How I Learned to Stop Worrying and Love "It's a Mad, Mad, Mad, Mad World"

My name is David, and I am a recovering baby boomer. I mention this to help explain the affection I have for movies made when I was a kid, especially from about 1957-65. You can tell me they're cheesy and cliched, and tell me that they reinforce negative stereotypes. I know, and the "intellectual" within me agrees with you, but the kid in me wants to see that cool car chase again.

What all this brings me to is "It's a Mad, Mad, Mad, Mad World," the all-star, three-hour 1963 film that there really isn't any reason to like. It's bloated, overproduced, somewhat overacted and contains long unfunny sequences just made for your DVR remote's "skip" function.

But -- a big but -- it has car chases with lots of 1960s cars! And great views of Southern California in the early 1960s! And Jonathan Winters! And Dick Shawn! (Did I mention car chases with lots of 1960s cars?)

The movie starts with a death -- the demise of small-timer Smiler Grogan (Jimmy Durante), who, one bright morning in the California desert, runs his black Ford off the highway and down a desolate hill. The motorists he sped past all stop to help -- dentist Sid Caesar and wife Edie Adams; failed businessman Milton Berle, wife Dorothy Provine and mother-in-law Ethel Merman; buddies Mickey Rooney and Buddy Hackett, headed to Vegas; and truck driver Jonathan Winters.

Just before he kicks the bucket (literally), the dying Smiler tells them of his long-hidden treasure -- $350,000, buried under a "big W" in a park several hundred miles from where they are. By the time police arrive, Smiler has passed, and the group members decide to keep the information to themselves. But they can't agree on how to split the loot, so it becomes every man for himself, and the race is on.

Watching all of this from Santa Rosita, the city where the money is buried, is police Captain Culpepper (a wizened Spencer Tracy), who has had Smiler followed in hopes of finding the money. With Smiler gone, Culpepper, godlike, follows the greed parade as it works its way toward Santa Rosita by car, truck, airplane, biplane, wrecker truck, jeep and even bicycle.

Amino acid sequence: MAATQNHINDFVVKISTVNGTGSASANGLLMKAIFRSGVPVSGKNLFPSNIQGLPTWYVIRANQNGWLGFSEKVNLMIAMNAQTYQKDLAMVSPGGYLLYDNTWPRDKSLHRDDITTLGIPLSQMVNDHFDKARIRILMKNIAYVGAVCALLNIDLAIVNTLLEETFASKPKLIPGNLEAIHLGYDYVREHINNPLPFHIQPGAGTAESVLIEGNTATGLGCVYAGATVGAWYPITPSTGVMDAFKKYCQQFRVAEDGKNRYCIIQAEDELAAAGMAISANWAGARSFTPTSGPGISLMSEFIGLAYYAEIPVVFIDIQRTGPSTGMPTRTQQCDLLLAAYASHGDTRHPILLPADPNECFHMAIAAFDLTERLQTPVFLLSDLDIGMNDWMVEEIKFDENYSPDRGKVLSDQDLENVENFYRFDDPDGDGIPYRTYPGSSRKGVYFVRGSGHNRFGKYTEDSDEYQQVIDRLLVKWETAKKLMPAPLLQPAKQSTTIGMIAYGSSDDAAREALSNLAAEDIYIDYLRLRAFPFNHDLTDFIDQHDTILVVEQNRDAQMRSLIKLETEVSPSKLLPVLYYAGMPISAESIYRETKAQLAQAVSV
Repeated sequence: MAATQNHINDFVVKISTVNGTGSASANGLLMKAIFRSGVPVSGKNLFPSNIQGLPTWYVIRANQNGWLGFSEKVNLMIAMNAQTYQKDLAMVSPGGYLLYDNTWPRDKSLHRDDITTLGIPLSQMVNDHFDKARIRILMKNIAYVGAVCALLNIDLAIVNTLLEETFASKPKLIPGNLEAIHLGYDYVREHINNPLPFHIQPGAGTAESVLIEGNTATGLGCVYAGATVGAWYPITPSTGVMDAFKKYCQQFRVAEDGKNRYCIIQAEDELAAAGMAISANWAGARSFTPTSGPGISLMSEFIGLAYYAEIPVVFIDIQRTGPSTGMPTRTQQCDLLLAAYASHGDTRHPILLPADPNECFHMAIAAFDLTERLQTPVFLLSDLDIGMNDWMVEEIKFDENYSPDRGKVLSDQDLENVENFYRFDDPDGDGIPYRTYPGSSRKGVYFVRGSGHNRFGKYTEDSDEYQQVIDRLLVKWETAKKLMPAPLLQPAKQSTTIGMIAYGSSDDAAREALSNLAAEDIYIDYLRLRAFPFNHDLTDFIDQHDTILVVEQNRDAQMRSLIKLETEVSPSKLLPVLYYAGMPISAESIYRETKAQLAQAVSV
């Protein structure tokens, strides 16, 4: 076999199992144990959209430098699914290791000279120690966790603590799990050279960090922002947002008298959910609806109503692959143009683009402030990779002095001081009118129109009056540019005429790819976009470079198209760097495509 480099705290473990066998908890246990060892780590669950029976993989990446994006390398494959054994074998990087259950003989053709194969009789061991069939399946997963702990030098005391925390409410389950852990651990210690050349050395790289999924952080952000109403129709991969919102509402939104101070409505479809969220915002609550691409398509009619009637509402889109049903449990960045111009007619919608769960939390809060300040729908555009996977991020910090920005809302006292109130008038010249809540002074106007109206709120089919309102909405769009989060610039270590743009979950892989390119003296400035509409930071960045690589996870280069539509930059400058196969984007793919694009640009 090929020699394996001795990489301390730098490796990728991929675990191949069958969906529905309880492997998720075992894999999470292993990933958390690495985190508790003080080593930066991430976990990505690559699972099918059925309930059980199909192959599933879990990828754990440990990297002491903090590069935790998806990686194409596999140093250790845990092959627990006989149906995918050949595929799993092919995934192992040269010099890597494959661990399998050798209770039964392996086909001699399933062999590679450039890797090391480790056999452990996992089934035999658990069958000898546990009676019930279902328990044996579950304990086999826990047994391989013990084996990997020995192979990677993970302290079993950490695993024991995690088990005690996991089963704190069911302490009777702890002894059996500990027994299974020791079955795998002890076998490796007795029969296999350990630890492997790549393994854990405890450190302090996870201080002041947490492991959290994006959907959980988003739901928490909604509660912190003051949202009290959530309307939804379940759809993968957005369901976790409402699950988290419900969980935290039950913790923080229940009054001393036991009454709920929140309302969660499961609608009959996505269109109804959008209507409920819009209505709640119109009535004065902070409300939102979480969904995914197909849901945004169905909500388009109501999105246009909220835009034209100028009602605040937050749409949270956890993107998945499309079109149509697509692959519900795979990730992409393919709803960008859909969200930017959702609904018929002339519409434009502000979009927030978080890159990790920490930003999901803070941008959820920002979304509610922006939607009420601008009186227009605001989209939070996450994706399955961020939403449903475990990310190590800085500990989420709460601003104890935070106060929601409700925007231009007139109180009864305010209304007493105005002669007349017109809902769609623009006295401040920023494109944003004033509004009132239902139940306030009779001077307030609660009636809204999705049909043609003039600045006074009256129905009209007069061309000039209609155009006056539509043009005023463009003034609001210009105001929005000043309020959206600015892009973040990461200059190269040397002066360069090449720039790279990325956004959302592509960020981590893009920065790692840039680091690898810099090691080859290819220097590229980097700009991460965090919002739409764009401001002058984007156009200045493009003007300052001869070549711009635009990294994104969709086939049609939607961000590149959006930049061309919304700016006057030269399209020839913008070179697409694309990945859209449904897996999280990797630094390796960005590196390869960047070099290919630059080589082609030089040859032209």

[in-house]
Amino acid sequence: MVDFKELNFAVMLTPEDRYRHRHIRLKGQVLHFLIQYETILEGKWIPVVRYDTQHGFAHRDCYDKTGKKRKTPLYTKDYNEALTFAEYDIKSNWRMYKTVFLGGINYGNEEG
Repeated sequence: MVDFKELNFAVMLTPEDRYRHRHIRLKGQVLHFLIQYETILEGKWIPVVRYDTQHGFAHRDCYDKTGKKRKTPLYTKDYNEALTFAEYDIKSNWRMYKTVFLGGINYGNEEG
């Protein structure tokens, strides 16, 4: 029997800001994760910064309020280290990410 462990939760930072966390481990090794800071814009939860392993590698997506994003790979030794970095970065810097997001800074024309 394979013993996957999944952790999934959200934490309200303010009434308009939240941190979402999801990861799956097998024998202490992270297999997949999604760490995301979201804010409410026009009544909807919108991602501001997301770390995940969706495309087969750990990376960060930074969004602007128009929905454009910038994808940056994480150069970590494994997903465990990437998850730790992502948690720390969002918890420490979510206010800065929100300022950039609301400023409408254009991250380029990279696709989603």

For all the mugging that comes from the cast of comedians, all of them at their peak of popularity, Tracy provides the movie's emotional core. The Grogan case is the one Culpepper's been trying to crack for years, and once he does he'll be ready to retire. But all that's waiting for him is a tiny pension, a crabby wife and an ungrateful daughter, so Culpepper's thoughts begin to turn larcenous. Tracy was an actor who could express volumes with a smile or a shift of the eyes, and he's in great form here, in what would be his second-to-last film. (Director Stanley Kramer had also worked with Tracy on "Inherit the Wind" and "Judgment at Nuremburg," and would direct his final film, "Guess Who's Coming to Dinner," with Katharine Hepburn and Sidney Poitier.)

By the time the group makes it to Santa Rosita, the ranks have expanded to include Terry-Thomas, Phil Silvers, Peter Falk, Eddie "Rochester" Anderson and -- my personal favorite -- Dick Shawn as Merman's manic, moronic son, Sylvester.

Silvers does his patented con artist schtick, and Winters is great as the thick-witted trucker, but Shawn's comic intensity wipes everyone else off the map. (Shawn had such a reputation as a comic wild man that when he suffered a heart attack on stage in 1987 and died, the audience thought at first that it was part of the act.)

The script is by William Rose, an American expatriate who stayed in England after World War II, and he gives some trenchant commentary on America to British comic Terry-Thomas:

Other cameos in the movie include Jerry Lewis, Jack Benny, Carl Reiner, the Three Stooges, Jim Backus, Don Knotts, Arnold Stang, Marvin Kaplan and Ben Blue. And in the end, it's probably too much.

But here's how I watch "It's a Mad, Mad, Mad, Mad World." I start at the beginning and watch until Caesar and Adams are in a biplane going toward Santa Rosita. Then I skip until Jonathan Winters is conned by Phil Silvers and tears up a gas station in pursuit of him. Then I skip until Buddy Hackett and Mickey Rooney land in Santa Rosita and Culpepper's plan begins to come together as everyone converges at the park.

From there I watch until the end, including a scene where the great Buster Keaton spends a few seconds dodging speeding cars using the EXACT SAME MOVES he used forty years before in "Sherlock Jr." or "The General."

The kid in me loves the cars, the billboards (there are several "Nixon in '62" in the background, from when Richard Nixon was running for Governor of California and lost), the city streets and Ernest Gold's merry-go-round musical score. The adult in me loves -- well, it loves to see the kid in me have a good time.

Here we go

My past efforts at starting a blog have ended in apathy -- little dried-up unfinished orphans with one or two posts floating out in cyberspace. I hope this blog can be the beginning of a regular forum where I can share my thoughts about movies and TV.

I'm not sure why my past efforts have died of neglect -- maybe it's because I write for a living and just can't be bothered to put fingers to keyboard for free. Or maybe it's that sharing doesn't come naturally to me. Anyway, I will really try this time.